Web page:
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A Super Bowl

By Tom Scocca | Posted 2/2/2000

With all due respect to the World Champion St. Louis Rams, winning was not everything in Super Bowl 34. I say "34" here because I'm putting the Roman numerals on indefinite suspension, along with all the other pompous trappings of the previous XXXIII title matches, those lopsided, unspectacular Television Spectaculars. After 33 years of Super Bowls, this time we got an NFL Championship Game. And the Tennessee Titans, stopped a half-yard short of a tying touchdown as time expired, were the heroes.

I'm sure the Titans aren't in the mood to hear it. But no Super Bowl also-ran in memory has come off looking as good as Tennessee did. Don't even bring up the 1990-'91 Buffalo Bills, who bungled their way to defeat, missing a field goal after their two-minute drill broke down. They were losers, battered into fatigue by the Giants, as surely as the hopeful Bengals were picked apart by the 1988-'89 49ers, which is to say, in the end, as surely as the Patriots were clobbered by the 1985-'86 Bears. Those Bills were another entry on the list of shame, a damp, flattened object on which the National Football League's latest superpower did its victory dance.

The Titans, though, went out bravely and with grace. The Rams seemed to know, quite as well as Tennessee did, how close the game had been: Eighteen more inches, or five more seconds, and the Titans would have had the ball in the end zone. As it was, it took a clean, perfect tackle by linebacker Mike Jones to save the championship for St. Louis. The Rams may be with the immortals now, but the Titans at least came out of the big game alive.

The TV people, so used to watching one team or the other get squashed in the Super Bowl, had trouble grasping the situation. In the third quarter, with the Titans trailing 16-0, ABC began showing Tennessee backup quarterback Neil O'Donnell on the sideline—the message being that starter Steve McNair was in line to become the scapegoat for the Titans' defeat. McNair promptly took the Titans on their first touchdown drive, hitting three consecutive passes, then taking off and running for 23 yards, down to the Rams' 2, to set up the score.

McNair, the all-time NCAA passing leader, has not gotten much respect in his five-year pro career. Sportscasters have a way of talking about him as if he's mildly retarded, emphasizing how the Titans keep the offense simple and don't ask him to do too much. More than a decade after Washington's Doug Williams shredded the Broncos in the Super Bowl, a whiff of the old bias against black quarterbacks still hung in the air: The way to succeed with McNair, quarterback-turned-commentator Boomer Esiason announced early in the telecast, is to "let him use his instincts." Instincts! In this context, the I-word is about half a notch more polite than the N-word. What McNair does for the Titans—throwing conservative passes to complement the running game, and assiduously avoiding turnovers—is deliberate and disciplined. When fair-haired Phil Simms used to do it for the Giants in the '80s, everybody marveled at what a smart quarterback he was.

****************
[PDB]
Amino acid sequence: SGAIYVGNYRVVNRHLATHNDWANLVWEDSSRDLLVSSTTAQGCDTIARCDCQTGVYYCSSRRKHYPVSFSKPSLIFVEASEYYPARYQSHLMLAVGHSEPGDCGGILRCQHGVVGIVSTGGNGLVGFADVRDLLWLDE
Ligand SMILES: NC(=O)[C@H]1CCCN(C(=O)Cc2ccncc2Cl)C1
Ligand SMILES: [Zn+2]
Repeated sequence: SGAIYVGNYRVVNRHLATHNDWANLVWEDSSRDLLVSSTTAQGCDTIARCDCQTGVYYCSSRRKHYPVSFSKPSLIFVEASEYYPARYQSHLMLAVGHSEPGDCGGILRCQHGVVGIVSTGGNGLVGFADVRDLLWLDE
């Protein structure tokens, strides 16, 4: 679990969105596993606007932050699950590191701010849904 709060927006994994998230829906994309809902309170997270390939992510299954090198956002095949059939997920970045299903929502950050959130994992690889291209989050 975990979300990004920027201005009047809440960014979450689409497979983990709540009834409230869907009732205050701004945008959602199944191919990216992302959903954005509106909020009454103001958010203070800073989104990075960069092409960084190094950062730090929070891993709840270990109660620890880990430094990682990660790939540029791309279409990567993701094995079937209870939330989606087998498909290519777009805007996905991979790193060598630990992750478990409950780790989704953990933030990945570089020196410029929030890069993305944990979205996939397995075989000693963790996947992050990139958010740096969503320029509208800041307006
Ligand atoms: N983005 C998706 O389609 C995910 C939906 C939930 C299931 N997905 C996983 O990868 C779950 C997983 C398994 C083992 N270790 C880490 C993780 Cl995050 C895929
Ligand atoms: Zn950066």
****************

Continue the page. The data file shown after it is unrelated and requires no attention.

Of course, Simms couldn't run the ball the way McNair can. Over and over, people say McNair runs "just like a running back." This is more racialist nonsense. Randall Cunningham used to run like a running back, tucking the ball and sprinting downfield in full stride. Ever since I first saw McNair at Alcorn State, I've been struck by how much he runs like John Elway, hitching and scissor-kicking as the pass rush comes, always leaving himself room to pull up and throw till he crosses the line of scrimmage. Like Elway, he gives the impression of being both the matador and the bull; defenders miss when they try to chase him down, and get fearful when he starts running toward them. The only difference between the two scramblers comes at the end, where McNair, still young, eschews a protective slide and tries to lay a hit on his tacklers.

That McNair lost the quarterbacking duel with league MVP/folk hero Kurt Warner took almost nothing away from his own accomplishments. Warner rolled up 414 yards against the inventive and relentless Tennessee defense, the last 73 yards of it coming on one incredible play, the winning touchdown pass to Isaac Bruce. These are the 1999-2000 Rams: Warner firing the ball, with Tennessee's Jevon Kearse about to hit him; Bruce slipping behind his defender to catch it, then threading his way through the secondary. An illegal block helped spring him, it's true. And the knee of Tennessee's Eddie George grazed the rug earlier in the quarter, as his body flexed to lift and carry a defensive lineman backward into the end zone for the Titans' second touchdown. Even the blown calls had a pleasing symmetry.

It was an unprecedented show. For once, the NFL season ended not on the usual note of triumphalism, but on one of optimism. The Titans are young and strong, and there's no reason to think they won't get better. And behind them are the Buccaneers of Warren Sapp and the Colts of Peyton Manning, two more rising teams that went down fighting in the playoffs. Neither seems likely to slink away and expire, the way losers used to. The Rams, world-beaters that they are, may well pick up next year where they left off. But so may the Titans.

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